What motives people is hardly a surprise. Decades of research has demonstrated the requirements of high performance not just in business, but in sport and practically all other areas of human endeavor. The findings have filled the pages of countless leadership books, conferences and seminars.
It is time that sales leaders were provided with access to this body of powerful knowledge. Without it they cannot hope to get sustained high levels of performance from their teams.
Let’s start by addressing (in perhaps the clearest way possible) what motivates people (whether they are in sales, or in any other area). To do this we will borrow on Abraham Maslow’s Hierarchy of Needs in order to understand what motivates high performing salespeople.
Human motivation is a complex subject and it is difficult for any one theory to provide a universal explanation of human behaviour. However, in the middle of the last century Maslow suggested a hierarchy of needs and this has remained central to any discussion on motivation since. He represented human motivation in the form of a pyramid.
At the base of the pyramid are ‘physiological needs’ such as food, shelter and so on. Once those needs are satisfied a person’s needs are elevated to the next level; ‘safety needs’, such as health and security.
As each level of needs is addressed the focus turns to a higher-order need – ‘social needs’, ‘esteem needs’ and at the apex of the pyramid ‘self actualization needs’ – don’t worry about the labels for now, they are explained a little later. Well, that is the theory at least, but most sales organizations have a slightly different take on motivating performance.
managers have their own take on Maslo’s pyramid of needs and it looks something like this:
Bottom line the issue of performance management in sales has tended to adopt an overly simplistic view of human motivation. In particular it sees money as being the primary motivation for most salespeople. This is reflected in so many aspects of how sales people are managed, from incentive structures to performance reviews.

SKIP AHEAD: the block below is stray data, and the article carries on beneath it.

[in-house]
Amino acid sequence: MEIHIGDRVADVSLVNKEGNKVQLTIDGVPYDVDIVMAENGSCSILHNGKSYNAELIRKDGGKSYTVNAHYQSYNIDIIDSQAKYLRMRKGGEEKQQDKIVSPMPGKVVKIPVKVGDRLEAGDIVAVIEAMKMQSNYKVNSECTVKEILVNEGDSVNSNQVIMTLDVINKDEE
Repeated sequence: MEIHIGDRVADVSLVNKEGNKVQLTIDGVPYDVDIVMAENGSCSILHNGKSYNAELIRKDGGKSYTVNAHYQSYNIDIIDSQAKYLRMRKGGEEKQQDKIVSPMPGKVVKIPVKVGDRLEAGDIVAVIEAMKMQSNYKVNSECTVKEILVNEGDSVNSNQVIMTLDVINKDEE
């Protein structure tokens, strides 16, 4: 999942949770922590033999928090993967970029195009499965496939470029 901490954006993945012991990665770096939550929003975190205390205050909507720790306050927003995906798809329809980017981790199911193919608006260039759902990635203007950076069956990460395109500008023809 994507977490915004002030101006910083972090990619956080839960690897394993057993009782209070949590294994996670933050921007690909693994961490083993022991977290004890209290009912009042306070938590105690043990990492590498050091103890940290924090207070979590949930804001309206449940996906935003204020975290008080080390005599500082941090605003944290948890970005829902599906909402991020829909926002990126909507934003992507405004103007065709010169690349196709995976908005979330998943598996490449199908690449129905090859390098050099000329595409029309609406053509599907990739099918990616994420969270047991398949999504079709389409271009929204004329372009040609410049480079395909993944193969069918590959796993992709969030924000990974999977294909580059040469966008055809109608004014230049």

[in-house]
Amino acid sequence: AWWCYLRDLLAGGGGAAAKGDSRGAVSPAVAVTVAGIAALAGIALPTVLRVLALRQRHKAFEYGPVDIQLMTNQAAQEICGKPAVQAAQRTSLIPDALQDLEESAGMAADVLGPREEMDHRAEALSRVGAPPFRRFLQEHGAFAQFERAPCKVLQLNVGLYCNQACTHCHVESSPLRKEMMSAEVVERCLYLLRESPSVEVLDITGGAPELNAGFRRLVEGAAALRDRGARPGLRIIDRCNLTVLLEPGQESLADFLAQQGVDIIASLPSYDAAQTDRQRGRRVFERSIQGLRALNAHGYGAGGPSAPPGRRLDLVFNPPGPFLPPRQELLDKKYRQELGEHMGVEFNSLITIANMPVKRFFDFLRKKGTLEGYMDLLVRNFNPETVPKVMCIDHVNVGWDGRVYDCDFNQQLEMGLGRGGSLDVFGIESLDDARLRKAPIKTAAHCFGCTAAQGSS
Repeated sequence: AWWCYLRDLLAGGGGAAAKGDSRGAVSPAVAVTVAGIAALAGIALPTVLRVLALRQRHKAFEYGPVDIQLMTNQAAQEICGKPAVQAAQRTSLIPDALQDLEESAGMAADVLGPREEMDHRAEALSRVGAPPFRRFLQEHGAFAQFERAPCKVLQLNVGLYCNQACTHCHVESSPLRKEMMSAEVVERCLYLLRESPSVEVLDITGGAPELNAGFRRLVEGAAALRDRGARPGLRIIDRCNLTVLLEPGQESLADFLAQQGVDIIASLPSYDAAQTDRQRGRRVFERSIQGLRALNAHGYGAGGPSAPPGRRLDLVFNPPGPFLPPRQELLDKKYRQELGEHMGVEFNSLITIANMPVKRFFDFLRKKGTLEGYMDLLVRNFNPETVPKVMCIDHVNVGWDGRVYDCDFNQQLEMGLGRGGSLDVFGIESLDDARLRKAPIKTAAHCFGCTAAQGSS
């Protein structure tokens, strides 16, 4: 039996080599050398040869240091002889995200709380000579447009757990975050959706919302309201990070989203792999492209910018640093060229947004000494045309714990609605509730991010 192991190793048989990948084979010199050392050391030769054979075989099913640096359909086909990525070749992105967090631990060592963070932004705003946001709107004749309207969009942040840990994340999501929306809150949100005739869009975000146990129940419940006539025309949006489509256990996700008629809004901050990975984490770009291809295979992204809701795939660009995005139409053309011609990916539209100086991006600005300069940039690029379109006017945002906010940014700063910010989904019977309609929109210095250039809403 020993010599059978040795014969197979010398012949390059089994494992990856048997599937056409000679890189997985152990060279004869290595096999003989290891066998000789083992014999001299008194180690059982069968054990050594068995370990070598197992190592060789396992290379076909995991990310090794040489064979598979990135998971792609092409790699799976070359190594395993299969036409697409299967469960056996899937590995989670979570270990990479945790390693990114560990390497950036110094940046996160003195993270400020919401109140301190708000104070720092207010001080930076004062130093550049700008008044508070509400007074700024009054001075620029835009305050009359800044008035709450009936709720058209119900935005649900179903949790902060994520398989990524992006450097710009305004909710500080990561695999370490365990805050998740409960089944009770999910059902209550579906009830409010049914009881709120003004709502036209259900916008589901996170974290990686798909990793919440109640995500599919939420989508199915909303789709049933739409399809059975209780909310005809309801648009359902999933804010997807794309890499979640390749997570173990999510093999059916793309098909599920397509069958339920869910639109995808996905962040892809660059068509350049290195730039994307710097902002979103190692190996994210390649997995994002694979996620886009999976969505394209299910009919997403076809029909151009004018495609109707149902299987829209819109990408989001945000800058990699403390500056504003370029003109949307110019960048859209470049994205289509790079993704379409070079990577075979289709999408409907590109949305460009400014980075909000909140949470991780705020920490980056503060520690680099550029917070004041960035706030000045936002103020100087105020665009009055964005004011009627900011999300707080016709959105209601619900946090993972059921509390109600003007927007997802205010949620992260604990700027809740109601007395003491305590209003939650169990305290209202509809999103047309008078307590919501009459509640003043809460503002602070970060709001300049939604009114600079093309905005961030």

In effect many sales managers hold the belief that ‘if the prospect of earning a wage (and on top of that commissions) is not enough to get salespeople performing, then you have hired the wrong person’. This is a belief that is self-fulfilling and is a risky false assumption.
As we have discussed elsewhere many sales managers struggle with the issue of how to motivate salespeople to perform to the highest levels. The reason is that their truncated view of the pyramid of human motivation leads to some very limiting false assumptions regarding sales team performance:
When it comes to getting the most from their teams, many sales managers think that it is all about money. They think that the purpose of the sales team is to reach target and that its passion is to earn commissions. But what about the top of the pyramid?
If you think money is the key motivator, then think again.
Rather than writing pages on why this is the case, here is a powerful short video on the research that proves this point.
There is a lot more to motivating people than money and security. If you want high levels of performance then you need to climb further up the pyramid of motivation.
High performing salespeople have ‘a desire to accomplish everything that one can, to become the most that one can be’. It is called the need for self-actualization.
This leads directly to the need for people to have a sense of purpose about their work – one that goes beyond the corporate mission statement. If they are really to perform people need to feel passionate or fired-up about what they do. Yet our data shows that is not the case for most salespeople:
Igniting that passion has to be a key element of any sales performance improvement initiative. It is a key responsibility of sales managers to foster passion and a sense of purpose.